Looking on the W3 Schools URL encoding webpage, it says that @ should be encoded as %40, and that space should be encoded as %20.

I've tried both URLEncoder and URI, but neither does the above properly:

import java.net.URI;
import java.net.URLEncoder;

public class Test {
    public static void main(String[] args) throws Exception {

        // Prints me%40home.com (CORRECT)
        System.out.println(URLEncoder.encode("me@home.com", "UTF-8"));

        // Prints Email+Address (WRONG: Should be Email%20Address)
        System.out.println(URLEncoder.encode("Email Address", "UTF-8"));

        // http://www.home.com/test?Email%20Address=me@home.com
        // (WRONG: it has not encoded the @ in the email address)
        URI uri = new URI("http", "www.home.com", "/test", "Email Address=me@home.com", null);

For some reason, URLEncoder does the email address correctly but not spaces, and URI does spaces currency but not email addresses.

How should I encode these 2 parameters to be consistent with what w3schools says is correct (or is w3schools wrong?)

  • 4
    If you are looking at w3schools.com, then you are doing it wrong. Refer to this
    – Srinivas
    Jan 14 '13 at 15:59
  • @Srinivas the webservice I am using explicitly ignores requests unless parameters are encoded as explained on the w3schools webpage :( Jan 14 '13 at 16:02
  • 1
    URLEncoder does not encode as per the URL specification but as per the the application/x-www-form-urlencoded MIME format (which is what most application servers expect for parameter keys/values.) The URI type encodes as per its documentation - that is, it isn't a complete URL builder. Note that different parts of the URI have different rules. See this post for more analysis.
    – McDowell
    Jan 14 '13 at 16:05
  • 1
    @McDowell Yes, I think I should have asked how do I get java to do what JavaScript's encodeURIComponent() does. I'll check out your lib. Jan 14 '13 at 16:30

Although I think the answer from @fge is the right one, as I was using a 3rd party webservice that relied on the encoding outlined in the W3Schools article, I followed the answer from Java equivalent to JavaScript's encodeURIComponent that produces identical output?

public static String encodeURIComponent(String s) {
    String result;

    try {
        result = URLEncoder.encode(s, "UTF-8")
                .replaceAll("\\+", "%20")
                .replaceAll("\\%21", "!")
                .replaceAll("\\%27", "'")
                .replaceAll("\\%28", "(")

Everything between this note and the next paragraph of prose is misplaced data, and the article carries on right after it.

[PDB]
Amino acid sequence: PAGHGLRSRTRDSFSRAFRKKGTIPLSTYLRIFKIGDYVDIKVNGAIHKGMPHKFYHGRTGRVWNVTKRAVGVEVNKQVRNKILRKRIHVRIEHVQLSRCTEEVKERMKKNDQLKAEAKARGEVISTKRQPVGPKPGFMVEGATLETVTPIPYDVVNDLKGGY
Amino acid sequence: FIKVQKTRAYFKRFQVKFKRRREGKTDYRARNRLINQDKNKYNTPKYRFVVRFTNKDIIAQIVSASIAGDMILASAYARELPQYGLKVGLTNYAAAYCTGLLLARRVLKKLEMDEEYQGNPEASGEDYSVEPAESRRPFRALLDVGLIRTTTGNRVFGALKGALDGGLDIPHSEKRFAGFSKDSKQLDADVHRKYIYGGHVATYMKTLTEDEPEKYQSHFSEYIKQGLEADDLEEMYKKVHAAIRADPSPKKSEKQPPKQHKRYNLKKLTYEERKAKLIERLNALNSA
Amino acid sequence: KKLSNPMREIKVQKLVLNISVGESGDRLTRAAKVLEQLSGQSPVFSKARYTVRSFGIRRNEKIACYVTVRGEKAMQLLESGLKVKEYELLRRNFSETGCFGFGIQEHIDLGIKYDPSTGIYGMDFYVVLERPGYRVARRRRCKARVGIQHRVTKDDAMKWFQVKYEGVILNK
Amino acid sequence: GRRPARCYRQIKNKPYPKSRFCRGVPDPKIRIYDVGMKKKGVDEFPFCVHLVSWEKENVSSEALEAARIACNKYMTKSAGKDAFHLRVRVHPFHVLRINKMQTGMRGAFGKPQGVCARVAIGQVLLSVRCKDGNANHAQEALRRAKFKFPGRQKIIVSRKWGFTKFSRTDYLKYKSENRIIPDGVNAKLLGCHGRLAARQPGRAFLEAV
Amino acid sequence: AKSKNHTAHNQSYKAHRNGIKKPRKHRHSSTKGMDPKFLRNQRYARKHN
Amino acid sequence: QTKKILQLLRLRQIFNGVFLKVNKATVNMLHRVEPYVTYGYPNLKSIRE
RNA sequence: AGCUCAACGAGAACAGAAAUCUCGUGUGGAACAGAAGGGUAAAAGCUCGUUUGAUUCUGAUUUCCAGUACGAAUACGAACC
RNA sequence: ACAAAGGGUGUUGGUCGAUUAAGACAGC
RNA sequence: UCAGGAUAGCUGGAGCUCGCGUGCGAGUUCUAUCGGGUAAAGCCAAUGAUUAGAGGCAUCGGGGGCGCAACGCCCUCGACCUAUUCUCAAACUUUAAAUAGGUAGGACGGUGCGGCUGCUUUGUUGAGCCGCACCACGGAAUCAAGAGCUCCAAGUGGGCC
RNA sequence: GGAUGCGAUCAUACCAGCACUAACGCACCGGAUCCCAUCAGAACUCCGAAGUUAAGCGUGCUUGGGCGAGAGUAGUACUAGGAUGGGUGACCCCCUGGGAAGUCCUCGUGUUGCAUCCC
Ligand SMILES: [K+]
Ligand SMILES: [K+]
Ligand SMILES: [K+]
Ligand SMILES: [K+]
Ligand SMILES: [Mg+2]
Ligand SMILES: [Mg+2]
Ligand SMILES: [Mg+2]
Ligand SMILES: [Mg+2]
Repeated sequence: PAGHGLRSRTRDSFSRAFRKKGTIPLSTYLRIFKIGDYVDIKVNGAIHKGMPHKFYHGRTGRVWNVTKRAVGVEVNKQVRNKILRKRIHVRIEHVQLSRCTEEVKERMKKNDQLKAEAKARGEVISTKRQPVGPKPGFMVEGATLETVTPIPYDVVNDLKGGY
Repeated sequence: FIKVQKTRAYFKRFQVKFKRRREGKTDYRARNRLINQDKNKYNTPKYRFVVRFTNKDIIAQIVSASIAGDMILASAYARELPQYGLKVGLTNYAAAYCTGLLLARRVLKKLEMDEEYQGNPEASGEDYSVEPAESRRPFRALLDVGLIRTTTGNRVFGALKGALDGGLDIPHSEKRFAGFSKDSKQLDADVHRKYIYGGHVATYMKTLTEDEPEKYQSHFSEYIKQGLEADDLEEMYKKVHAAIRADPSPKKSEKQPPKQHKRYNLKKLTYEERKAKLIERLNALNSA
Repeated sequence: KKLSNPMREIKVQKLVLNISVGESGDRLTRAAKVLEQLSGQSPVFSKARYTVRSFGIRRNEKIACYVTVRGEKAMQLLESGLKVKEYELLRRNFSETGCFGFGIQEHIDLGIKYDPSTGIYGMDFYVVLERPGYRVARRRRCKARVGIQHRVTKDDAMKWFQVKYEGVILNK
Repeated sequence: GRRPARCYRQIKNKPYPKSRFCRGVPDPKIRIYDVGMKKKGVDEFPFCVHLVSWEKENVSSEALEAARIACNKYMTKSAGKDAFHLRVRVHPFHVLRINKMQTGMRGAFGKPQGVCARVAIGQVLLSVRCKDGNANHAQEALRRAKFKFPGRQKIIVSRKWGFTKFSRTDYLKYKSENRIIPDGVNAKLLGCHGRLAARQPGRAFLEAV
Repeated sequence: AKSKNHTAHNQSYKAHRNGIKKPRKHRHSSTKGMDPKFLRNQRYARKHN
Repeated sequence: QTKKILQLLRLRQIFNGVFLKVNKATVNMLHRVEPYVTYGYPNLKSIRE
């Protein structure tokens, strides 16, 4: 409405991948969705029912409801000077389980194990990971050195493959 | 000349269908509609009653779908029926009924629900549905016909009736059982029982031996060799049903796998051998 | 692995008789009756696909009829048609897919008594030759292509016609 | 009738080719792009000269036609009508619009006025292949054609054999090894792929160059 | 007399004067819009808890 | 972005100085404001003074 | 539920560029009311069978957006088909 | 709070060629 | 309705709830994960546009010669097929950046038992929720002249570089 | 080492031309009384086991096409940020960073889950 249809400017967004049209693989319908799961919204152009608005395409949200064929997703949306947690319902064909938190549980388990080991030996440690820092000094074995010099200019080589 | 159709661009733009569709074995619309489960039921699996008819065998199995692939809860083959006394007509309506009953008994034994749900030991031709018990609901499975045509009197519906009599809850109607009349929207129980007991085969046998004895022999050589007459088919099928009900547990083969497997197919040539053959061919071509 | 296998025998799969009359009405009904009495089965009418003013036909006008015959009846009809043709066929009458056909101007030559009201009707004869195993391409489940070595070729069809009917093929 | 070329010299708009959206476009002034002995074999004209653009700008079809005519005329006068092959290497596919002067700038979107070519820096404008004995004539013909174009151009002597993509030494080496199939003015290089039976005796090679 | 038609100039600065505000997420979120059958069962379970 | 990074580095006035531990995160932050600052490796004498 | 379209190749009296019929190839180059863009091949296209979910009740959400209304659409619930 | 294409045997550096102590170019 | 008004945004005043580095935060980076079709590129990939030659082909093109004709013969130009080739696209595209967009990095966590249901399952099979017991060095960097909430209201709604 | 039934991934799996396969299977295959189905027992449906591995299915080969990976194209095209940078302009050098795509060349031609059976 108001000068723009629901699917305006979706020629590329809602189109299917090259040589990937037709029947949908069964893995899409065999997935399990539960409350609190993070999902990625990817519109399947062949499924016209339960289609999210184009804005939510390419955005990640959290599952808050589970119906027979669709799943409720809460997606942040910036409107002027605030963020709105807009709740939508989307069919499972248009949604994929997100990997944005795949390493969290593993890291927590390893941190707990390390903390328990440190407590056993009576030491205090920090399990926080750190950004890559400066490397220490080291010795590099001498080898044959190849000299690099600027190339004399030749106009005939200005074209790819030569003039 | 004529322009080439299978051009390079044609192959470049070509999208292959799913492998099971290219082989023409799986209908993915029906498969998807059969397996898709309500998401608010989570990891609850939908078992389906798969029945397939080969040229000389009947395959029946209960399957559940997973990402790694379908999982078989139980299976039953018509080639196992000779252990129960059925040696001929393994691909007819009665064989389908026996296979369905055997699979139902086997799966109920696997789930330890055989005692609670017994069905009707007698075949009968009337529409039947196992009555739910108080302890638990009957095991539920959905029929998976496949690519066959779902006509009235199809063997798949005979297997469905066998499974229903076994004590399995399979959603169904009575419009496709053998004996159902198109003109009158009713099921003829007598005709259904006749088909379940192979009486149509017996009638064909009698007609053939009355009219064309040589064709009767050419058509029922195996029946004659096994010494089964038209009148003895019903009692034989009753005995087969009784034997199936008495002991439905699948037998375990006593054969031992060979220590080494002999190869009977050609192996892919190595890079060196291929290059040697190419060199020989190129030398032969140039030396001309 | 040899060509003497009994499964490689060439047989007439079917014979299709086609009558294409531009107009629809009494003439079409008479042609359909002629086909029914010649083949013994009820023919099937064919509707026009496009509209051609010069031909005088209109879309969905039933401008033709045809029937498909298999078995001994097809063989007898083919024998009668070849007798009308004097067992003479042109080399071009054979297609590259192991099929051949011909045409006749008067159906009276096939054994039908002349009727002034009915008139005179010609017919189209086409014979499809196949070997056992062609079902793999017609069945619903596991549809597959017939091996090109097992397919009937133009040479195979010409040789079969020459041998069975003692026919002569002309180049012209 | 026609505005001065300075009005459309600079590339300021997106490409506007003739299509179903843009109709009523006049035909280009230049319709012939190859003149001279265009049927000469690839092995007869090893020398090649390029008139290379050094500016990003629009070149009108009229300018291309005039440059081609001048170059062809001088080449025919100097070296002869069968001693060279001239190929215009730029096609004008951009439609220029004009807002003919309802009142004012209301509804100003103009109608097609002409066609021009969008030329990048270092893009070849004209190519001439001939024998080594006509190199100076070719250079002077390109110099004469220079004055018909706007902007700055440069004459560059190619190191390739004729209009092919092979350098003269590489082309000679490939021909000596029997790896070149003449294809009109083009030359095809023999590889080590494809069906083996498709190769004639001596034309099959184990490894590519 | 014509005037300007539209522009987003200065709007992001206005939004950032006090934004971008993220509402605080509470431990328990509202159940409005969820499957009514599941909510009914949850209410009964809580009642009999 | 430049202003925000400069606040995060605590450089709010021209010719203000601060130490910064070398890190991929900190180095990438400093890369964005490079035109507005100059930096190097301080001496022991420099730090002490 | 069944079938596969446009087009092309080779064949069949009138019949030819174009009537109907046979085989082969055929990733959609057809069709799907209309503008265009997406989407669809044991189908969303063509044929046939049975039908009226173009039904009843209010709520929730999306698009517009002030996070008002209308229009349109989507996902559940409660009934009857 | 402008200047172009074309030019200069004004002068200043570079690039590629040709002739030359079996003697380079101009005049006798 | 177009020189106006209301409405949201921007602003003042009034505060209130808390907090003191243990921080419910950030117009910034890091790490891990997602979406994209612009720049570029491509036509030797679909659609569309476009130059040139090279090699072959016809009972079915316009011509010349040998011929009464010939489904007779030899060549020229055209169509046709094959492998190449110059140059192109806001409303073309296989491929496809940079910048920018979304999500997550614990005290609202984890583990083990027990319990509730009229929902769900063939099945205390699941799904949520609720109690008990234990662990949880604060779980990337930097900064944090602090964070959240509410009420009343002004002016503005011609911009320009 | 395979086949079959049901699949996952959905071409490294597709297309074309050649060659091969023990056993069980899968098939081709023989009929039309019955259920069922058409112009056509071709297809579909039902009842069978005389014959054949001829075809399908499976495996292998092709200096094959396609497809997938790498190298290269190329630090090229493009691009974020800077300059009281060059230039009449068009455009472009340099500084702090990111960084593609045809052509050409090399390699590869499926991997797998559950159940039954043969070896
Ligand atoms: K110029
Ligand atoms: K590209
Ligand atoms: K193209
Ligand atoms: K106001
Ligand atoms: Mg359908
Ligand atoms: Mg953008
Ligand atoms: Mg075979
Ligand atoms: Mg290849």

.replaceAll("\\%29", ")")
                .replaceAll("\\%7E", "~");
    } catch (UnsupportedEncodingException e) {
        result = s;

    return result;
  • 4
    You forgot the & symbol which is important for decoding the url (either for GET or POST method), because its the symbol that separates the keys in the request Aug 10 '15 at 9:49
  • I am compelled to point out that w3schools is not the W3C. They are quite, quite different.
    – Mike B
    Nov 6 '18 at 9:24

URI syntax is defined by RFC 3986 (permissible content for a query string are defined in section 3.4). Java's URI complies to this RFC, with a few caveats mentioned in its Javadoc.

You will notice that the pchar grammar rule is defined by:

pchar = unreserved / pct-encoded / sub-delims / ":" / "@"

Which means a @ is legal in a query string.

Trust URI. It will do the correct, "legal" stuff.

Finally, if you have a look at the Javadoc of URLEncoder, you see that it states:

This class contains static methods for converting a String to the application/x-www-form-urlencoded MIME format.

Which is not the same thing as a query string as defined by the URI specification.

  • I think the question I should have asked is how do I get java to encode a URL the same way as JavaScript encodeURIComponent, since this is what the receiving webservice expects: stackoverflow.com/questions/607176/… Jan 14 '13 at 16:28
  • Since then, I have developed a library which does URI templates (RFC 6570), which is even more powerful ;)
    – fge
    Jul 5 '13 at 5:51
  • 5
    this is weird... the Javadocs for URI states it follows RFC 2396, even in Java 8, where RFC 2396 is from 1998, and it has been obsoleted by RFC 3986 since 2005
    – arcuri82
    Mar 28 '17 at 19:31

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